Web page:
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Senator's bill seeks damages for judge

The claims bill alleges a 1999 back surgery gone awry caused the local judge to become blind.

By LUCY MORGAN, Times Tallahassee Bureau Chief

© St. Petersburg Times
published December 17, 2002

TALLAHASSEE -- Pinellas-Pasco Circuit Judge Joseph G. Donahey Jr. would collect $1-million in damages from the University of South Florida under a claims bill filed by a state senator.

Sen. Jim Sebesta, R-St. Petersburg, filed the bill for Donahey, who has been blind since he had back surgery at Tampa General Hospital in 1999.

The bill alleges that Dr. David W. Cahill, a USF professor, performed the surgery using an assistant and an anesthesiologist who were residents and not adequately supervised. Surgery that was supposed to last 41/2 hours took more than 10 hours.

The doctor should have known that the prolonged period during which Donahey's blood pressure was kept at a minimal level could result in blindness, the bill says. Medical experts believe the effect was to starve the optic nerve of oxygen.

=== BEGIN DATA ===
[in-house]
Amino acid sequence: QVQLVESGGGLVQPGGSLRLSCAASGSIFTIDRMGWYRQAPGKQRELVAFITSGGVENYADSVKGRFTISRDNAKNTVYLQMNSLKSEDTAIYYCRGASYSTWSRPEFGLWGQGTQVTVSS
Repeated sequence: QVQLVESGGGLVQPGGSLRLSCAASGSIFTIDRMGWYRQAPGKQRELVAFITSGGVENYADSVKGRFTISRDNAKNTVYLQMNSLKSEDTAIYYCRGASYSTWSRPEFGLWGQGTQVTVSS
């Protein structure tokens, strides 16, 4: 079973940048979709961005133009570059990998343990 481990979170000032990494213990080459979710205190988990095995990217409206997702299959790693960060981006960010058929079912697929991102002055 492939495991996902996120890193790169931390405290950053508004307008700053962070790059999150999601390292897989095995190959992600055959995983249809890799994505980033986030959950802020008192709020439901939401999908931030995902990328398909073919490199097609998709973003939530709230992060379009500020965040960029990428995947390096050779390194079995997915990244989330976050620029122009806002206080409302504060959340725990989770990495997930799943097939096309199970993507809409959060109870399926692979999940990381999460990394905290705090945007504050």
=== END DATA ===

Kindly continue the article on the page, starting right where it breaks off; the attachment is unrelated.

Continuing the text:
Donahey and his wife, Tena, filed a lawsuit against the state Board of Regents, which oversaw the state university system. They declined an offer of $100,000, the maximum a state agency can pay in a civil lawsuit without legislative action. The state gave the couple a waiver allowing them to take their case directly to the Legislature.

A spokeswoman at the USF Medical School did not respond to a request for comment.

Donahey, 68, is retiring Jan. 7 and is uncertain what he will do after that. He said he did not seek re-election because he would be able to serve just 15 months before he reached the mandatory retirement age of 70.

Donahey said he decided to pursue the claims bill "with mixed feelings."

"I've never asked anybody for anything, but when faced with the statutory immunity and all of the repercussions that have occurred and continue to occur . . ." Donahey said.

He said he has no hope of recovering his vision and has pursued computer training and other instruction in an attempt to cope with blindness. He relies primarily on a computer program that reads documents to him for most of his court paperwork.

Donahey said he would like to teach forensics, helping lawyers prepare for trial, or sit as a senior judge. If he collects damages, he said he may hire a driver.

Donahey, a longtime Clearwater defense lawyer, was appointed to the bench in 1995 by Gov. Lawton Chiles.

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